So I talked to a few of my friends at work who are from Poland. A few of them started pointing me toward the DVD player that is sold locally at Target, Wal-Mart, Best Buy, Circuit City or This DVD player can EASILY be hacked to play any region AND it automatically converts PAL formatted videos to NTSC. PLUS IT'S CHEAP and comes with tons of other features that have totally changed my DVD experience. I highly recommend this DVD player:

Philips DVP642 DivX-Certified Progressive-Scan DVD Player

1. Turn on the player.
2. Open the tray.
3. Press the following sequence on the remote: 7 8 9 OK 0
4. The number 0 will appear on the lower left side of your screen.
5. Your player is now region free! Put in a DVD and enjoy! :)

NOTE: The 0 in the sequence above represents the region code. 0 = region free. If you want to change your player to just a specific region code, replace the 0 with the region number you want.

The hack should be perfectly safe, but USE IT ON YOUR OWN RISK!

It plays my RiD DVDs from the UK perfectly as well as my various Takara DVDs that came with my Robot Masters figures and TFC-9 Starscream. I can't say enough great things about this DVD player.

And no, I do not work for Phillips. I'm just trying to spread some information about this DVD player out to the community so that you guys can get your DVD player before the Headmasters set is released.

Apparently the cheaper the DVD Player, the easier it is to region hack and to find a player that will convert from PAL to NTSC. I bought one that was a little more expensive with a brand that I recognized even though several of my friends recommended the Cyberhome DVD players. However, I read so many bad reviews about the Cyberhome DVD player that it didn't matter that it was only $40 or less ... I wanted a player that would last and look decent.

New Photos and Review of Target Exclusive Movie Air Raid

Transformers News: New Photos and Review of Target Exclusive Movie Air Raid
Date: Wednesday, July 25th 2007 1:05am CDT
Categories: Movie News, Reviews, Site Articles, Site News, Toy News
Posted by: Hotrod | Credit(s): kleh

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Views: 49,365

Our own kleh has received a Transformers Movie Target Exclusive Air Raid figure before it has hit stores. Kleh has been kind enough to share a review and photos of the figure. Here is what kleh posted:

Air Raid Target Scout Review

Vehicle Mode:
Pretty sweet-looking Marine-style jet if you ask me. Looks like he’s ready to roam the jungle and battle the intercepting Dreadwing. Not sure why he has jungle-camo if he can’t even fly low enough. Alt mode is filled with lots of jungle green (obviously), some black on the cockpit/pixels, some yellowish brown pixels, gray on his cannons/thrusters/vents, and some red accents on each wing. There are two Autobot emblems; one on each wing as well as a new Sector-7 logo smack dabbed in the middle of his alt mode. A well deserved A for vehicle mode.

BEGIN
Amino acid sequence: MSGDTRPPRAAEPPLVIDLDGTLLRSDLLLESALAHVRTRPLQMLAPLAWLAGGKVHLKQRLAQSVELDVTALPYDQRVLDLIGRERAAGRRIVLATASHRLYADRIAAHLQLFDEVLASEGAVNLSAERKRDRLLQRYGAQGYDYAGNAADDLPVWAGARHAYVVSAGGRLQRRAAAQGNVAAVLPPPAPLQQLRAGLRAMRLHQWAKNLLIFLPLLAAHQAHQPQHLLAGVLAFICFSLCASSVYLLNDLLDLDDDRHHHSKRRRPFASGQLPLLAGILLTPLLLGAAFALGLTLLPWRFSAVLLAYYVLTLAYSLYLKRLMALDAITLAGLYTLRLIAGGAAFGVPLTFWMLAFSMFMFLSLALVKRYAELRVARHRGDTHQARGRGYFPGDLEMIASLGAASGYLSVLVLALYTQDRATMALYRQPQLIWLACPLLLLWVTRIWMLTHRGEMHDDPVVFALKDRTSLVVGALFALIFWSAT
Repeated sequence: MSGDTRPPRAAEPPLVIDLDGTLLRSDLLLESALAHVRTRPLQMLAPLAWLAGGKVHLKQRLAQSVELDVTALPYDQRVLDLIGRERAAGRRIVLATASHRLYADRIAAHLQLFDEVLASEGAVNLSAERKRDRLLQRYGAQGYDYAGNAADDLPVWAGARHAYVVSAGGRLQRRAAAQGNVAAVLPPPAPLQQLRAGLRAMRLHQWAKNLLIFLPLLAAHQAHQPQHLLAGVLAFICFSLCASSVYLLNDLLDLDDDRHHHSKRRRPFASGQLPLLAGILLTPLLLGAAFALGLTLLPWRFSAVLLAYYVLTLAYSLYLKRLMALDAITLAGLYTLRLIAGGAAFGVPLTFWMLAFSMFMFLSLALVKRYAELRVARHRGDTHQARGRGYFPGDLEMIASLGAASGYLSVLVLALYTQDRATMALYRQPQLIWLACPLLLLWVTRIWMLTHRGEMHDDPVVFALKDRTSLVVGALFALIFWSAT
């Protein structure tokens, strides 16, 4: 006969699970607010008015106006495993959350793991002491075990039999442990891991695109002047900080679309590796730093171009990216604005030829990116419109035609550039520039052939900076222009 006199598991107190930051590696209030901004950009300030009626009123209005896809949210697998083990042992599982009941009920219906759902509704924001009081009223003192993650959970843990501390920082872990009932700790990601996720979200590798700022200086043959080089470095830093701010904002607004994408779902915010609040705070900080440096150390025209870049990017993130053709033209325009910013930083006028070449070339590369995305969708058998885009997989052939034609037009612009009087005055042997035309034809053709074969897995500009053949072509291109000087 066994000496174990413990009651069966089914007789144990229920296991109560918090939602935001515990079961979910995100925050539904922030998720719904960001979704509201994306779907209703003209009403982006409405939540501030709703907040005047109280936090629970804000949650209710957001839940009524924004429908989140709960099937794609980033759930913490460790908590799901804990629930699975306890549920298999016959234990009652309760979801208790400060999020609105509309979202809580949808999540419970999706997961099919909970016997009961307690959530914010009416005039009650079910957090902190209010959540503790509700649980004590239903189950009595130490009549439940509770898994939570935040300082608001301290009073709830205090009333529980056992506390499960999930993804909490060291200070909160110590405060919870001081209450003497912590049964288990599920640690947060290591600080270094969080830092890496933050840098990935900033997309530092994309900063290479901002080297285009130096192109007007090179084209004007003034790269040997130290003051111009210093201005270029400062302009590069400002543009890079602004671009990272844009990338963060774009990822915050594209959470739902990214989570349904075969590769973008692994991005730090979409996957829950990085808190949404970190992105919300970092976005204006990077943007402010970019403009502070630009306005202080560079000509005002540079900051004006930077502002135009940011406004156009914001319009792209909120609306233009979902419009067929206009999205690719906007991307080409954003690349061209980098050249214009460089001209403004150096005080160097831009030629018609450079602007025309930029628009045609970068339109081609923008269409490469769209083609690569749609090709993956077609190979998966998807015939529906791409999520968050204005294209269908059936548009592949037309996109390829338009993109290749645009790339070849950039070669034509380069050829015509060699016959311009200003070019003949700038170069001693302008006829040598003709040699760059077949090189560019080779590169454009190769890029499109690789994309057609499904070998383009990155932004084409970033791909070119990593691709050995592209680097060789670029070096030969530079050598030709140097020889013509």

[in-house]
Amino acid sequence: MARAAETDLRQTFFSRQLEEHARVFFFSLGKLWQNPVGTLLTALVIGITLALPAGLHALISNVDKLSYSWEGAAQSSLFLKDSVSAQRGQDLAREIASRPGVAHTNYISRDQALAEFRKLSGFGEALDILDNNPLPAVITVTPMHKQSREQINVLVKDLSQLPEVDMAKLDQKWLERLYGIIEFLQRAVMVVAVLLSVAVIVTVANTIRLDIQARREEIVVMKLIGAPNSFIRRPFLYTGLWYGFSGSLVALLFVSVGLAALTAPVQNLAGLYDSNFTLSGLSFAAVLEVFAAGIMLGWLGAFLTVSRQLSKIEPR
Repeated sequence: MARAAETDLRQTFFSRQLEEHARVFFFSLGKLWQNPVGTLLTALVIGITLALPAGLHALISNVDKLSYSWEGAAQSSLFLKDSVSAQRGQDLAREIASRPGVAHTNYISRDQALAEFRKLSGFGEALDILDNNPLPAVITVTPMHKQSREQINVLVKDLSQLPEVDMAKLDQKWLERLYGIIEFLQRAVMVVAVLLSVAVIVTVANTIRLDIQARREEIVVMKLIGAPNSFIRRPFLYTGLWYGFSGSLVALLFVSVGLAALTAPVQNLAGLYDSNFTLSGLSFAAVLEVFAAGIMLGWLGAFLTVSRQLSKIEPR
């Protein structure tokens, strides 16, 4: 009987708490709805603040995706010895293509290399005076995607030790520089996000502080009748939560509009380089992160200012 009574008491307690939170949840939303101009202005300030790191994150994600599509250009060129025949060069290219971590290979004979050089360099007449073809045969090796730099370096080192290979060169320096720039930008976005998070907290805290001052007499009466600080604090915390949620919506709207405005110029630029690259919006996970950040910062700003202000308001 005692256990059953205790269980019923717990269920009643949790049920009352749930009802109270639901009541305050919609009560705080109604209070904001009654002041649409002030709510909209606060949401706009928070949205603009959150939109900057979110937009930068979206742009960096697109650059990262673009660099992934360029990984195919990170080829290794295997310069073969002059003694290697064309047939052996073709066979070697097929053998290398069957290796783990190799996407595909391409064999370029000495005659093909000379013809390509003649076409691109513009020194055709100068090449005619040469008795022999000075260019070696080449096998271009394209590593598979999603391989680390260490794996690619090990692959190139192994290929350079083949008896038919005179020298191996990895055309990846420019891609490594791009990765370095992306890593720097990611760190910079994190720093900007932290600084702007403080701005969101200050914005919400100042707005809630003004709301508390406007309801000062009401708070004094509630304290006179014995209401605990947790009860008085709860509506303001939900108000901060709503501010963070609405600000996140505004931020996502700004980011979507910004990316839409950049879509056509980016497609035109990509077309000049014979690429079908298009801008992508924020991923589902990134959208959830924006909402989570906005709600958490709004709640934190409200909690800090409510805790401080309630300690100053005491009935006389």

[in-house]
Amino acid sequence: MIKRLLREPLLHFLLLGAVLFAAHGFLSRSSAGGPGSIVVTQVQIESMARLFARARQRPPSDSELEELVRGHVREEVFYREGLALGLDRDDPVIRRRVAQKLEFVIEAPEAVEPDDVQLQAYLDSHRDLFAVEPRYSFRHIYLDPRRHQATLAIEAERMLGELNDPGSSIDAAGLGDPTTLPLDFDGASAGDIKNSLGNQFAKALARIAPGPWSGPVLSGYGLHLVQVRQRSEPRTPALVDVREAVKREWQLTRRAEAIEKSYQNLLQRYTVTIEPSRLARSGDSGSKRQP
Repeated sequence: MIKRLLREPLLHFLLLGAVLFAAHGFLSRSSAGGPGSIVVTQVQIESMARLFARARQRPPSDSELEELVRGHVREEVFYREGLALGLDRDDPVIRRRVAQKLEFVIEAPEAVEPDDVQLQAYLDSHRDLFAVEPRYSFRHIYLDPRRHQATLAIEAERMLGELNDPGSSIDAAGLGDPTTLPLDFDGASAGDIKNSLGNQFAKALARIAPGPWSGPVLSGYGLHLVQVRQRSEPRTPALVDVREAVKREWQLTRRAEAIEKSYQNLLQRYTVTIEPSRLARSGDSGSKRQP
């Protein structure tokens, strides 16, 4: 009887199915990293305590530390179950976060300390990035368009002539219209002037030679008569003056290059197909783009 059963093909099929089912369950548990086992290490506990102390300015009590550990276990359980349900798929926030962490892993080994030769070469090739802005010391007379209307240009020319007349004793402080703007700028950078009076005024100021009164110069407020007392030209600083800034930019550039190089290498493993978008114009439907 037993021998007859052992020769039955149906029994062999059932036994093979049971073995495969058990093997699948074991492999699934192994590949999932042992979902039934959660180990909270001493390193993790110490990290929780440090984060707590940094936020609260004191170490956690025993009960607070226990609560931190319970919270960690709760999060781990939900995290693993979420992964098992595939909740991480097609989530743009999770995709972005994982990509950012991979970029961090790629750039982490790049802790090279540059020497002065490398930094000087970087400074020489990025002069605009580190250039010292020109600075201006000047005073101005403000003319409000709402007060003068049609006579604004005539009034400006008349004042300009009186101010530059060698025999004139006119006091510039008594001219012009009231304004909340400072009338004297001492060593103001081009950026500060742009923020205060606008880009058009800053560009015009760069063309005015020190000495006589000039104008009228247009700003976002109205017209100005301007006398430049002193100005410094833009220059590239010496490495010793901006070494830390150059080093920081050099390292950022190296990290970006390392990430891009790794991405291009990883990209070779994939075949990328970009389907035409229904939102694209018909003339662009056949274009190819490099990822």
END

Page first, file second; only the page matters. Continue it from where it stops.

Robot Mode:
More gray than expected. His arms, legs, and feet are comprised with gray as well as his robot mode face. Red eyes on an Autobot is definitely strange. But it looks very intimidating. His robot mode head reminds me of Megatron for some odd reason.

Moving on. There is mostly forest green on the shell of his robot mode head, arm-wings, chest, and lower legs. Once again, there are two Autobot emblems visible on his arm-wings as well as the Sector-7 logo on his lower abdomen. Not as attractive-looking as the alt mode. This mode receives a B- from me.

It has the same transformation as the Energon and Movie Skyblast.

Energon characters have Automorph?! I know it’s true though. It’s very simple. But to work his automorph technology, just turn the knob-like thing on the upper part of the jet after you have moved all the pieces out of the way. The face then turns inward for robot mode while the cockpit is folded off in the back.

He comes with an Energon sword and an Energon crystal that snaps into his chest. Both repainted black. Nothing new I know. Wonder why they still included it? O well more weapons.

This is a pretty nice figure. The digital camouflage is very nice. It’s not the best but it could be a lot worse. I, personally, like it. I like Air Raid from G2 but this figure just personifies him as an actual movie character. Instead of calling him Skyblast 2, Hasbro decided to make him a whole different character (which is better). I know it’s just a redeco Energon/Movie Skyblast figure but the camo made it look all that better. This little guy earns an 8.5/10 for me. I definitely recommend him if you’re a completist. Even if you’re not, give the guy a chance anyway if you don’t like him that is. Recommended!!

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Transformers Podcast: Twincast / Podcast #98 - Combiner Wars
Twincast / Podcast #98:
"Combiner Wars"
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Posted: Thursday, August 14th, 2014